Monday, November 2, 2015

David Gordon Takes Out Bleeding Heart "Libertarian" Matt Zwolinski

David "The Assassin" Gordon 
David's follow-up to the Tom Woods slice and dice: In four paragraphs he shoots down the entire intellectual structure of bleeding heart theory.

Read this carefully in its entirety it is devastating, though, I particularly like David's clarification of Nozick's thinking  (David, btw, was a close personal friend of Nozick's and they spoke regularly on the phone.)
Last week, Matt Zwolinski, a philosopher from the University of San Diego, argued on the Tom Woods show that libertarians ought to support a basic income guarantee. Woods, genial but sharp and relentless in his questions, brought out the full extent to which Zwolinski’s proposal differs from libertarianism as commonly understood. Zwolinski thinks the basic income guarantee should in ideal circumstances be extended worldwide: if the taxes needed to do this reduced the American standard of living, so be it. Further, a global agency might be needed to carry out this program.

To those libertarians who appeal to property rights in order to block the basic income guarantee, Zwolinski responded with the Georgist point that people did not create natural resources. How then can people claim absolute property rights to these resources? I wonder why Zwolinski thinks that this question may be asked of individual claimants to property, but not to the people in a society taken collectively, “Society” did not create natural resources either. Why then does “society” get to decide what the proper distribution of these resources ought to be?

Zwolinski also appealed to the Lockean proviso, a limit to property rights supported by Robert Nozick. As Nozick took the proviso, though, it would almost never act to limit property rights. It would come into effect only if people are made worse off by the existence of a system of property rights. In fact, of course, people are much better off because there are rights to private property, and Nozick suggests that only in catastrophes could one envision the proviso having any practical importance. (Zwolinski wrongly suggests that David Schmidtz first suggested this way of understanding the proviso, but Nozick advanced it, long before Schmidtz, in Anarchy, State, and Utopia.) How Zwolinski gets from the proviso, thus taken, to a basic income guarantee is not immediately apparent.

Zwolinski’s best argument points to the fact that some people have acquired property unjustly. One cannot then rule out property taxes for a basic income guarantee as taking from people what is justly their own. Woods responded that one must deal with claims of injustice on an individual basis. There is no justification for a tax on all property on the grounds that unjust property titles exist “somewhere.” Zwolinski answered that Woods’ approach permits a great deal of injustice to exist. I take it that he means by this the unjust property titles that have not yet been investigated and overturned. Zwolinski, then, would allow taking away someone’s property through taxes, without showing that his claim to the property was defective. This strikes me as antithetical to libertarianism, but listeners to this broadcast should judge for themselves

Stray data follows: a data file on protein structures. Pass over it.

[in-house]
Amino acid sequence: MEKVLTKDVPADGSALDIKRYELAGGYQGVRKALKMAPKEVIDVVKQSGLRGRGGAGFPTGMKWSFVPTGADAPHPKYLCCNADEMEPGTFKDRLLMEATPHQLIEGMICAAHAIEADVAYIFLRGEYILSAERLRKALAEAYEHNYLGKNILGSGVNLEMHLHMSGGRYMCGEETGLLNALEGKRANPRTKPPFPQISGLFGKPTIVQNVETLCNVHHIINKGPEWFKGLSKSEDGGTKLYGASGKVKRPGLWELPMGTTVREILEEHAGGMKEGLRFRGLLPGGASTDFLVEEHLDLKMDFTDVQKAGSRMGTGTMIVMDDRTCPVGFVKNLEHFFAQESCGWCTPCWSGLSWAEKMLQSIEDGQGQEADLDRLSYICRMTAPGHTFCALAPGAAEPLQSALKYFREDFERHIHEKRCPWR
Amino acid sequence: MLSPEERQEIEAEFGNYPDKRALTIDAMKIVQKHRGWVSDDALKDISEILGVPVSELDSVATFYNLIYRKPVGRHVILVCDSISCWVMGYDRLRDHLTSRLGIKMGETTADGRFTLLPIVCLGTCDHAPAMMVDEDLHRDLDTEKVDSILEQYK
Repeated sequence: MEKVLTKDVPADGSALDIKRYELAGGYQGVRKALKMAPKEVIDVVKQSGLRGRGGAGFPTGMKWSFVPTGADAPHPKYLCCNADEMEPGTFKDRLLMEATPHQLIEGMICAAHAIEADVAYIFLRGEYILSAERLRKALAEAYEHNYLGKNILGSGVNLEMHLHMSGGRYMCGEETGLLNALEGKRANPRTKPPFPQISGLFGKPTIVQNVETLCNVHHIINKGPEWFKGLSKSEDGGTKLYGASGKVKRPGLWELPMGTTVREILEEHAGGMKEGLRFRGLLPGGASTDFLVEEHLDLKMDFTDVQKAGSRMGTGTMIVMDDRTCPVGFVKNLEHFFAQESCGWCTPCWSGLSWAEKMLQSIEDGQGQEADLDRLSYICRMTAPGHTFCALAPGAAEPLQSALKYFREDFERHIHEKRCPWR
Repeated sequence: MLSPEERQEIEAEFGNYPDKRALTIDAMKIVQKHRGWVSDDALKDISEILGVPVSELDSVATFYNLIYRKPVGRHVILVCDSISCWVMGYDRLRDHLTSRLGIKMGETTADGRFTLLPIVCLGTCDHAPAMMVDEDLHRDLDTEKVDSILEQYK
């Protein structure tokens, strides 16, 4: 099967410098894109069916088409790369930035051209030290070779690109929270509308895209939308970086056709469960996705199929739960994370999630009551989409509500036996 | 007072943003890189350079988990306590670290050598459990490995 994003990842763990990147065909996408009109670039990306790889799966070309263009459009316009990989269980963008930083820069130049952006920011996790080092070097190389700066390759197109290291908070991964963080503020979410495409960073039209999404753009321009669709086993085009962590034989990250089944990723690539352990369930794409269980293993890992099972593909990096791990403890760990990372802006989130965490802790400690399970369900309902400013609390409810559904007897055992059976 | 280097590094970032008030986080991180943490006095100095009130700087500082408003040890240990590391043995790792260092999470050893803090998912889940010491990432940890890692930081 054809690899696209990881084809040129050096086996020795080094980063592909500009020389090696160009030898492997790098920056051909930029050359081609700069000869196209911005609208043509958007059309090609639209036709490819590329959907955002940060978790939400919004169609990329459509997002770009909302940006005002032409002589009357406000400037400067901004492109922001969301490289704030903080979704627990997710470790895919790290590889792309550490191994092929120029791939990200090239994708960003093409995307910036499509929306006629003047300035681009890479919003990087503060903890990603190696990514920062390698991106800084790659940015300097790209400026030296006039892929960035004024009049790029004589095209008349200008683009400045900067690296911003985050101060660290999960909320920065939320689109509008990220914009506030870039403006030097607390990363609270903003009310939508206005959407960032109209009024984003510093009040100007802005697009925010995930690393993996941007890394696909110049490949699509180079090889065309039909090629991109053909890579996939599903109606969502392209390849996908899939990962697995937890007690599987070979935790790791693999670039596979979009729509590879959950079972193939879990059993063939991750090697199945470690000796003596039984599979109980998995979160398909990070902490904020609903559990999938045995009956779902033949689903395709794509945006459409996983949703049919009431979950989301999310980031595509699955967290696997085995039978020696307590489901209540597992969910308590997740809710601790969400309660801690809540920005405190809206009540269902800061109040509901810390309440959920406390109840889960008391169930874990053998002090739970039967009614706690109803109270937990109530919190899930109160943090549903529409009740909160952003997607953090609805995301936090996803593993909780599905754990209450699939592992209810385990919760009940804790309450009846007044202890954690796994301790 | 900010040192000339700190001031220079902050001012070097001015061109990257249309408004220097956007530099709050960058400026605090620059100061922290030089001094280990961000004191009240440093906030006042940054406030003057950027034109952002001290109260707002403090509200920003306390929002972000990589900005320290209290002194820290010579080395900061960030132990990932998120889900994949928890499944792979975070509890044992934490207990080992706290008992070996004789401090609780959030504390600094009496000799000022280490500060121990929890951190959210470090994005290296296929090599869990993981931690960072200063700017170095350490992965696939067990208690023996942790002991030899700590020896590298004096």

1. I really liked David Gordon's take-down of Zwolinski's arguments.

    About the time the show was ending, Zwolinski made the argument that property rights imply a degree of coercion and thus some coercion was needed or necessary. Tom did not respond to this right away precisely because it was the end of the show (I am guessing).

    That statement made my jaw fall off (figuratively speaking). The concept of Private Property is rooted in the mutual acceptance by the possessor and the non-possessor that the property belongs to the possessor. Where is the coercion in that tacit agreement? Is Zwolinski's argument that the mere fact a person engages in such agreements means the person is being coerced into an agreement?

    If the non-possessor decides to renege on this tacit agreement, then he becomes a TRESPASSER, which implies aggression and coercion. But by Zwolinski's own argument, reneging on this tacit agreement is not coercion ─at least, it cannot be, if one accepts his crazy definition!

    Why would the mere existence of property be a symbol of the possessor's coercion towards others? I think Zwolinski simply made things up.

    (I am thinking that Zwolinski is merely equivocating by confusing possession with defense, because indeed the ACTIVE defense of property requires force or at least the threat of retaliation, but that does not mean Property means Defense for it would mean all we non-possessors are attackers in perpetuity regardless of our actions!)

  2. That last argument of Zwolinski's, that taxation was justified because some property claims are unjust, is to replace a minor injustice with a far greater one.